They use this to evaluate food or fellow felines, not so much for hunting. When wandering around his or her own territory, your cat uses smell primarily to sniff out boundary markers and to identify other cats based on gender, hormones and social position.

Smell is especially crucial for cats when it comes to evaluating food. A cat whose nasal passages become clogged as a result of illness may appear to lose his or her appetite completely. If you see your cat turning up his or her nose at food, you may want to consult your veterinary practitioner.

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People are often curious to know if cats can taste. And while it may look like your cat is happily devouring a nightly meal, several senses are actually hard at work, all at once. In addition to taste, your cat is also evaluating the food through smell, temperature, size and shape. Cat food manufacturers have long understood that cats prefer canned food in chunks, which resembles their prey in consistency and shape. Dry food is favoured if it is crunchy, like the bones of rodents. Also, any food that is slightly warmed, like freshly caught food in the wild, will also make your feline friend happy.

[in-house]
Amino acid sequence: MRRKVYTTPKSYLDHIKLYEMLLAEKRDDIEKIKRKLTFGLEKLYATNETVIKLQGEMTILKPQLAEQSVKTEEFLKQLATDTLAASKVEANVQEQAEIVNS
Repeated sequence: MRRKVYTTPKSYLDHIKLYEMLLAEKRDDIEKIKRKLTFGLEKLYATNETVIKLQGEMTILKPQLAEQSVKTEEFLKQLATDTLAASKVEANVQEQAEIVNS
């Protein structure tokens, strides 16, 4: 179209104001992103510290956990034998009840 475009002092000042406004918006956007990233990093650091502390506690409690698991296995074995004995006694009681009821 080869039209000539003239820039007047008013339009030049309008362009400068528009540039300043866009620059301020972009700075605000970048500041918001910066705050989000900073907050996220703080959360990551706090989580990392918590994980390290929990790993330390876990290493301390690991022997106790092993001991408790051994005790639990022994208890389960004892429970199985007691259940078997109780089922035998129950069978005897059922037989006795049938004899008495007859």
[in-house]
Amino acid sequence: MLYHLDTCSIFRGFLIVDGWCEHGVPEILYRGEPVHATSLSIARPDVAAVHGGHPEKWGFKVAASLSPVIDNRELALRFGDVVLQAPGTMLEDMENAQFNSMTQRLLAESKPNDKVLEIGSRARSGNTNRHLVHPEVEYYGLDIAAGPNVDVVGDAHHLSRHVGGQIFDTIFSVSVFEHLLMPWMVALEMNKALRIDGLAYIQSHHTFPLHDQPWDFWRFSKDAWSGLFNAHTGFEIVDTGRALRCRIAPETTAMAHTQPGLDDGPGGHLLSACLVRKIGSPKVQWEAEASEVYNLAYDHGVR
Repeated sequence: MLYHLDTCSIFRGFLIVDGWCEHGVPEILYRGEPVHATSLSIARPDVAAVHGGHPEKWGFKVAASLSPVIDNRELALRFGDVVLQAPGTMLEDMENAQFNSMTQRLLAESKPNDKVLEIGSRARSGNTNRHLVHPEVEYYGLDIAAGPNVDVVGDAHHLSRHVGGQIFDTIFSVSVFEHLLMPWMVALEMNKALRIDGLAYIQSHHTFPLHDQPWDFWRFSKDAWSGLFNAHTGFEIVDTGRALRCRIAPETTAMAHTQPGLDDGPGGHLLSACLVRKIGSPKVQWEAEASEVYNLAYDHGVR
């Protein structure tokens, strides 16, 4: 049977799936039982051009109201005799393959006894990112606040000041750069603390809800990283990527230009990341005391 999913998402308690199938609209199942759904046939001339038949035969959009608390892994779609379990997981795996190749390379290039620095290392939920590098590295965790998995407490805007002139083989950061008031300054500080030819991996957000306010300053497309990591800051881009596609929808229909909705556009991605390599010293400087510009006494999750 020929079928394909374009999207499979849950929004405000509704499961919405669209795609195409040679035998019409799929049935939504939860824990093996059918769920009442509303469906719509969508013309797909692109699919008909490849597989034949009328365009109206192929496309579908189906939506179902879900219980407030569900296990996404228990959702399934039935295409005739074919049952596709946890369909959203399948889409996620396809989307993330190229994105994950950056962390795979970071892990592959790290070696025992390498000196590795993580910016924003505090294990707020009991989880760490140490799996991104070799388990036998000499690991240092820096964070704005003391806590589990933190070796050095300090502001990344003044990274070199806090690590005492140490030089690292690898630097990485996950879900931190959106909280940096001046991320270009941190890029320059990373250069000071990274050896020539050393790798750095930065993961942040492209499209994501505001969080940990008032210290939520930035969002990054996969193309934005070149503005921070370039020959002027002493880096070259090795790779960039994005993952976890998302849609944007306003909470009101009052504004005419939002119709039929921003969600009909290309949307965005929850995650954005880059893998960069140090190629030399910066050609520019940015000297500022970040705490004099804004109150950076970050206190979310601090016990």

If you’re wondering if your cat have taste buds, the fact is that your cat does have taste buds, which are similar to yours in some ways, but also quite different. Your taste buds can distinguish sweet, sour, bitter, salty and savory, however, your cat cannot taste sweet. Some researchers believe that since cats are genetic carnivores and are driven to consume meat, they have no reason to have a taste for sugar. If you have a cat that seems drawn to sweets, it is more likely that the fat content in the food is what is enticing to him or her. Cats are extremely good at detecting fat! Likewise, the bitter and sour taste sensors in your cat’s tongue are extremely important, as they warn him or her of poisonous food or objects.